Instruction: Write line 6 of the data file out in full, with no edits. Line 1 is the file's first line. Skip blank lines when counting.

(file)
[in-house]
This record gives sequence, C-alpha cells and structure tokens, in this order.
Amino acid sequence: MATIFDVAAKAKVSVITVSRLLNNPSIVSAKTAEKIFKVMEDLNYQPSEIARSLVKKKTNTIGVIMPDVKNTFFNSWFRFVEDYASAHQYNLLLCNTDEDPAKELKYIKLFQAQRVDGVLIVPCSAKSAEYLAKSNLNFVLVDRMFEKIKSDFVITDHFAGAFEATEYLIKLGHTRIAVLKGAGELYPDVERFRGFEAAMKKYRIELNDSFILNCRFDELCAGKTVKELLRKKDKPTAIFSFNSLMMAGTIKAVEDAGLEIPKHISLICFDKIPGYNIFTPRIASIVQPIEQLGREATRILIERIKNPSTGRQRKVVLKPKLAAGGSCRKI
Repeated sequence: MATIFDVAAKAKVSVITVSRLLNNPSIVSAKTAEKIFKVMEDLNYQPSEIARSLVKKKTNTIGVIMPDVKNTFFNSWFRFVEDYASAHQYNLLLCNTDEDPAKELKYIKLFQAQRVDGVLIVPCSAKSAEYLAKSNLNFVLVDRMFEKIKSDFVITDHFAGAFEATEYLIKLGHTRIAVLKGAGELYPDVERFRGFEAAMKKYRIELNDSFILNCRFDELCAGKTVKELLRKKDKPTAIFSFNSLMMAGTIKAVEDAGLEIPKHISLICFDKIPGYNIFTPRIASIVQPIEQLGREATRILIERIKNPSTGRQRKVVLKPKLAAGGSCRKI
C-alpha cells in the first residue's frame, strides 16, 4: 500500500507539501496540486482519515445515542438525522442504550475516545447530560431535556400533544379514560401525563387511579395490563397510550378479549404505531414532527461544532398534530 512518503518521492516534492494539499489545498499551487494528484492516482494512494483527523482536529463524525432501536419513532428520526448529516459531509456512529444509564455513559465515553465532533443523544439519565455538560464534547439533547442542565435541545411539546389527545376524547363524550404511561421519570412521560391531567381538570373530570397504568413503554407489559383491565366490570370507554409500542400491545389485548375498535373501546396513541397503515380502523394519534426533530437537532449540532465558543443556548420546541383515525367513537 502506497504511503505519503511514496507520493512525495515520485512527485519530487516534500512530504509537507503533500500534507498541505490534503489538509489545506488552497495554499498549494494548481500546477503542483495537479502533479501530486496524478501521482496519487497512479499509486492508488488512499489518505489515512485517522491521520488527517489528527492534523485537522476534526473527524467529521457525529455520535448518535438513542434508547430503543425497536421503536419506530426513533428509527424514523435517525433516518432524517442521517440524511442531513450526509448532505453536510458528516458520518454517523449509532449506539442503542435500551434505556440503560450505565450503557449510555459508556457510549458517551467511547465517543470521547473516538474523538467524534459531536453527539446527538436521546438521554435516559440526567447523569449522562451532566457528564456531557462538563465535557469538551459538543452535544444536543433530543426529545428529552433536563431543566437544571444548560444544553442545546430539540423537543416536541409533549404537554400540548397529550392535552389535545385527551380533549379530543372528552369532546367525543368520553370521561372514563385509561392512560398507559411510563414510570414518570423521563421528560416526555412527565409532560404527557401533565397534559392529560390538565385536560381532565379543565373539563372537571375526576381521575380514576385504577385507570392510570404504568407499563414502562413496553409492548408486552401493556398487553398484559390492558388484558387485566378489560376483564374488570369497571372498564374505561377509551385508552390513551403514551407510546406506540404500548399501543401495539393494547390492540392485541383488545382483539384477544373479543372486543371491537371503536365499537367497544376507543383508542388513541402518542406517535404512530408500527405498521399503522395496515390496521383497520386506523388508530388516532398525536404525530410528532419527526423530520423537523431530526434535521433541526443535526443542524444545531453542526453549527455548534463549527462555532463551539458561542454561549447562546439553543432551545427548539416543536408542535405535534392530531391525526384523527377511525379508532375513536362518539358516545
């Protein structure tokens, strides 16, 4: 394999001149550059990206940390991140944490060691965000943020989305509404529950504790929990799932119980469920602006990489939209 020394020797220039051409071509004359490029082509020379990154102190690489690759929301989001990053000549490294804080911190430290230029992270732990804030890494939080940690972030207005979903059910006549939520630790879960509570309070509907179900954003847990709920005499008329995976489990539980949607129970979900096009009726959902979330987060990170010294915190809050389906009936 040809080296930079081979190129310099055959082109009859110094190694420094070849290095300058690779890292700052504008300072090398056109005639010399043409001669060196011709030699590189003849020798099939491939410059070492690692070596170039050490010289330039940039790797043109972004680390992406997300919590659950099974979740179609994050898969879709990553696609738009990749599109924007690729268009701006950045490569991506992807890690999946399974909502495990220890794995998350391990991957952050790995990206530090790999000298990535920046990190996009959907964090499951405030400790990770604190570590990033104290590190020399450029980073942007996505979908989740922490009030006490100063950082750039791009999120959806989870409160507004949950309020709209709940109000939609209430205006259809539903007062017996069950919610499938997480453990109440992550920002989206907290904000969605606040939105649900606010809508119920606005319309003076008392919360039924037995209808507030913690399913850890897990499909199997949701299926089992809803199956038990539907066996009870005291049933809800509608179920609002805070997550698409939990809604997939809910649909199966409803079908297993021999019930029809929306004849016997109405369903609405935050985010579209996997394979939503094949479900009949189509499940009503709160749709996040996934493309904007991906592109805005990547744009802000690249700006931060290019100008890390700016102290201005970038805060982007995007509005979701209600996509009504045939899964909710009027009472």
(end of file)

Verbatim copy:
């Protein structure tokens, strides 16, 4: 394999001149550059990206940390991140944490060691965000943020989305509404529950504790929990799932119980469920602006990489939209 020394020797220039051409071509004359490029082509020379990154102190690489690759929301989001990053000549490294804080911190430290230029992270732990804030890494939080940690972030207005979903059910006549939520630790879960509570309070509907179900954003847990709920005499008329995976489990539980949607129970979900096009009726959902979330987060990170010294915190809050389906009936 040809080296930079081979190129310099055959082109009859110094190694420094070849290095300058690779890292700052504008300072090398056109005639010399043409001669060196011709030699590189003849020798099939491939410059070492690692070596170039050490010289330039940039790797043109972004680390992406997300919590659950099974979740179609994050898969879709990553696609738009990749599109924007690729268009701006950045490569991506992807890690999946399974909502495990220890794995998350391990991957952050790995990206530090790999000298990535920046990190996009959907964090499951405030400790990770604190570590990033104290590190020399450029980073942007996505979908989740922490009030006490100063950082750039791009999120959806989870409160507004949950309020709209709940109000939609209430205006259809539903007062017996069950919610499938997480453990109440992550920002989206907290904000969605606040939105649900606010809508119920606005319309003076008392919360039924037995209808507030913690399913850890897990499909199997949701299926089992809803199956038990539907066996009870005291049933809800509608179920609002805070997550698409939990809604997939809910649909199966409803079908297993021999019930029809929306004849016997109405369903609405935050985010579209996997394979939503094949479900009949189509499940009503709160749709996040996934493309904007991906592109805005990547744009802000690249700006931060290019100008890390700016102290201005970038805060982007995007509005979701209600996509009504045939899964909710009027009472």